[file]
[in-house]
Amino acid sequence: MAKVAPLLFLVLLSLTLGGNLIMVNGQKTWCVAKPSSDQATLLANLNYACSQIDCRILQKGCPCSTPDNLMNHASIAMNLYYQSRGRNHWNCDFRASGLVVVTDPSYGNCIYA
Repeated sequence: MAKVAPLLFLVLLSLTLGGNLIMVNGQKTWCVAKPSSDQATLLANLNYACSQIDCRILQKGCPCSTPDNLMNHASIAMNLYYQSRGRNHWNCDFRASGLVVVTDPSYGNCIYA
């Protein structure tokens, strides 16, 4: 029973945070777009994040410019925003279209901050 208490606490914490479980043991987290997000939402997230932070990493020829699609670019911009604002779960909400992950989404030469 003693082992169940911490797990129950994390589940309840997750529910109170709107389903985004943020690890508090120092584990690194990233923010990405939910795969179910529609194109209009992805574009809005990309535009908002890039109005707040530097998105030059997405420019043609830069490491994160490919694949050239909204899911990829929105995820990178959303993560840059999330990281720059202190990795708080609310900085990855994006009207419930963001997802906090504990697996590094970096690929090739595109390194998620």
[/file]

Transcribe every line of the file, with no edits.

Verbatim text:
[in-house]
Amino acid sequence: MAKVAPLLFLVLLSLTLGGNLIMVNGQKTWCVAKPSSDQATLLANLNYACSQIDCRILQKGCPCSTPDNLMNHASIAMNLYYQSRGRNHWNCDFRASGLVVVTDPSYGNCIYA
Repeated sequence: MAKVAPLLFLVLLSLTLGGNLIMVNGQKTWCVAKPSSDQATLLANLNYACSQIDCRILQKGCPCSTPDNLMNHASIAMNLYYQSRGRNHWNCDFRASGLVVVTDPSYGNCIYA
């Protein structure tokens, strides 16, 4: 029973945070777009994040410019925003279209901050 208490606490914490479980043991987290997000939402997230932070990493020829699609670019911009604002779960909400992950989404030469 003693082992169940911490797990129950994390589940309840997750529910109170709107389903985004943020690890508090120092584990690194990233923010990405939910795969179910529609194109209009992805574009809005990309535009908002890039109005707040530097998105030059997405420019043609830069490491994160490919694949050239909204899911990829929105995820990178959303993560840059999330990281720059202190990795708080609310900085990855994006009207419930963001997802906090504990697996590094970096690929090739595109390194998620």